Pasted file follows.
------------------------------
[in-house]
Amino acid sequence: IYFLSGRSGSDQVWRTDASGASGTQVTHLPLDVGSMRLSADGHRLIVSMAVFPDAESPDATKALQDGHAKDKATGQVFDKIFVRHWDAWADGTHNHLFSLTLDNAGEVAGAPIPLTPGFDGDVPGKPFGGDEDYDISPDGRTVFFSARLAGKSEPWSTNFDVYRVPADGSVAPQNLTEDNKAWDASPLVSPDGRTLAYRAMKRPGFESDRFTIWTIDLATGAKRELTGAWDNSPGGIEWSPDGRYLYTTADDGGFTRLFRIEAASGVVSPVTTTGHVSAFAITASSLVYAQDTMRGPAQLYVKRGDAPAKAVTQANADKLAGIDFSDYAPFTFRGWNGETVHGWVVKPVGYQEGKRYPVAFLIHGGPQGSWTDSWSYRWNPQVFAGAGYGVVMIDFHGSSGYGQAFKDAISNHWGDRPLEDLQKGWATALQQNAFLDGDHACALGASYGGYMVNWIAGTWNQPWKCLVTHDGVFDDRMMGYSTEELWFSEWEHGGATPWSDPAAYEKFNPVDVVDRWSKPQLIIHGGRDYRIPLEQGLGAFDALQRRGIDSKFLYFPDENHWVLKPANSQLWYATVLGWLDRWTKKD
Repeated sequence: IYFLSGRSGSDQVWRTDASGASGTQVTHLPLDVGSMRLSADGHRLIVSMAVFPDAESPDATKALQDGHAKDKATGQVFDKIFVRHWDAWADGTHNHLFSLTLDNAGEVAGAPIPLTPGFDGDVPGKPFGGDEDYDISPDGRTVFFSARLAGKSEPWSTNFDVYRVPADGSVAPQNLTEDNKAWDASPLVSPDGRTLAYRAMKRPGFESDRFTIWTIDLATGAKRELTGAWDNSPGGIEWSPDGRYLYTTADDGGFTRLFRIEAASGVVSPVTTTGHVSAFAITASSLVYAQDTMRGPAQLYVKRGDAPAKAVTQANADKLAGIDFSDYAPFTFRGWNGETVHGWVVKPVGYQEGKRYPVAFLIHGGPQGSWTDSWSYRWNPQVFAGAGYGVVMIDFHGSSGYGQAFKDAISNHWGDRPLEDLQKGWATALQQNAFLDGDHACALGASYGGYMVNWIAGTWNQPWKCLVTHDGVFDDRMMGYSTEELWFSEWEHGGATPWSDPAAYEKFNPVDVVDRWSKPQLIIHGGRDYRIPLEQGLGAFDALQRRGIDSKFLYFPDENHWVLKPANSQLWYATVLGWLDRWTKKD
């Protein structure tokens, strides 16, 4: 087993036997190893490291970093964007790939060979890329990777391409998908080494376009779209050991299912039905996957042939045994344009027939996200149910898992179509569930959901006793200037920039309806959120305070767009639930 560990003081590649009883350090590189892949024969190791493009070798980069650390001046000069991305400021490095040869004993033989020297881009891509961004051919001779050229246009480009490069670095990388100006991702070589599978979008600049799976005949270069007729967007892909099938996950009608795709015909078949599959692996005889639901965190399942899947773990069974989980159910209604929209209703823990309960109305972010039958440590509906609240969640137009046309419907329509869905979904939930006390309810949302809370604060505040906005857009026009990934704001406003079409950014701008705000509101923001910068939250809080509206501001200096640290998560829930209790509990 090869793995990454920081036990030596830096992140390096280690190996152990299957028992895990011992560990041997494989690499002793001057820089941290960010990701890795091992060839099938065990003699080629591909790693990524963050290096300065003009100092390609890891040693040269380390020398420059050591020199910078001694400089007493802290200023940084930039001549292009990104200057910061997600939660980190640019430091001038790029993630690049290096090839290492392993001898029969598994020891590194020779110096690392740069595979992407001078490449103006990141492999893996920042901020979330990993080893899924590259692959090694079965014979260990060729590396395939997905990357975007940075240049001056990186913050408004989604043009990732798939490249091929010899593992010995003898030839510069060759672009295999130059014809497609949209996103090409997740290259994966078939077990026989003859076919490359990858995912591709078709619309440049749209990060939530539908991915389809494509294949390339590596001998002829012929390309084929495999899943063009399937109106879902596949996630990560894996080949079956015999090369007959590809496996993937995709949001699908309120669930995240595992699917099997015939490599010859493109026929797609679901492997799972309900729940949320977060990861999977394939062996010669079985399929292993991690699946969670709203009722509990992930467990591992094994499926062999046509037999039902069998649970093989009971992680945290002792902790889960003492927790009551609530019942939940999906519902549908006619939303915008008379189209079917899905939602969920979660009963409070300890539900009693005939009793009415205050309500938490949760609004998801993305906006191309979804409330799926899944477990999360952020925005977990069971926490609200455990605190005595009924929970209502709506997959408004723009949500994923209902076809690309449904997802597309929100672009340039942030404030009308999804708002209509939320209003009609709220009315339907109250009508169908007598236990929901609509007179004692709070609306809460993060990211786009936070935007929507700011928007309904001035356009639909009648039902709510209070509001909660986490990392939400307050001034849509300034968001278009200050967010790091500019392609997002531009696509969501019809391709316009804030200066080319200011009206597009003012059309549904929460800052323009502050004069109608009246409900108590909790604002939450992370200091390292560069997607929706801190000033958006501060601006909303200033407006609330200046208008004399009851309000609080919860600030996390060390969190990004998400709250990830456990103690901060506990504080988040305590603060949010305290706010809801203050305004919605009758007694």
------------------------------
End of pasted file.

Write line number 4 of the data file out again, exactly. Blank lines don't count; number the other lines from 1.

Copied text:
């Protein structure tokens, strides 16, 4: 087993036997190893490291970093964007790939060979890329990777391409998908080494376009779209050991299912039905996957042939045994344009027939996200149910898992179509569930959901006793200037920039309806959120305070767009639930 560990003081590649009883350090590189892949024969190791493009070798980069650390001046000069991305400021490095040869004993033989020297881009891509961004051919001779050229246009480009490069670095990388100006991702070589599978979008600049799976005949270069007729967007892909099938996950009608795709015909078949599959692996005889639901965190399942899947773990069974989980159910209604929209209703823990309960109305972010039958440590509906609240969640137009046309419907329509869905979904939930006390309810949302809370604060505040906005857009026009990934704001406003079409950014701008705000509101923001910068939250809080509206501001200096640290998560829930209790509990 090869793995990454920081036990030596830096992140390096280690190996152990299957028992895990011992560990041997494989690499002793001057820089941290960010990701890795091992060839099938065990003699080629591909790693990524963050290096300065003009100092390609890891040693040269380390020398420059050591020199910078001694400089007493802290200023940084930039001549292009990104200057910061997600939660980190640019430091001038790029993630690049290096090839290492392993001898029969598994020891590194020779110096690392740069595979992407001078490449103006990141492999893996920042901020979330990993080893899924590259692959090694079965014979260990060729590396395939997905990357975007940075240049001056990186913050408004989604043009990732798939490249091929010899593992010995003898030839510069060759672009295999130059014809497609949209996103090409997740290259994966078939077990026989003859076919490359990858995912591709078709619309440049749209990060939530539908991915389809494509294949390339590596001998002829012929390309084929495999899943063009399937109106879902596949996630990560894996080949079956015999090369007959590809496996993937995709949001699908309120669930995240595992699917099997015939490599010859493109026929797609679901492997799972309900729940949320977060990861999977394939062996010669079985399929292993991690699946969670709203009722509990992930467990591992094994499926062999046509037999039902069998649970093989009971992680945290002792902790889960003492927790009551609530019942939940999906519902549908006619939303915008008379189209079917899905939602969920979660009963409070300890539900009693005939009793009415205050309500938490949760609004998801993305906006191309979804409330799926899944477990999360952020925005977990069971926490609200455990605190005595009924929970209502709506997959408004723009949500994923209902076809690309449904997802597309929100672009340039942030404030009308999804708002209509939320209003009609709220009315339907109250009508169908007598236990929901609509007179004692709070609306809460993060990211786009936070935007929507700011928007309904001035356009639909009648039902709510209070509001909660986490990392939400307050001034849509300034968001278009200050967010790091500019392609997002531009696509969501019809391709316009804030200066080319200011009206597009003012059309549904929460800052323009502050004069109608009246409900108590909790604002939450992370200091390292560069997607929706801190000033958006501060601006909303200033407006609330200046208008004399009851309000609080919860600030996390060390969190990004998400709250990830456990103690901060506990504080988040305590603060949010305290706010809801203050305004919605009758007694």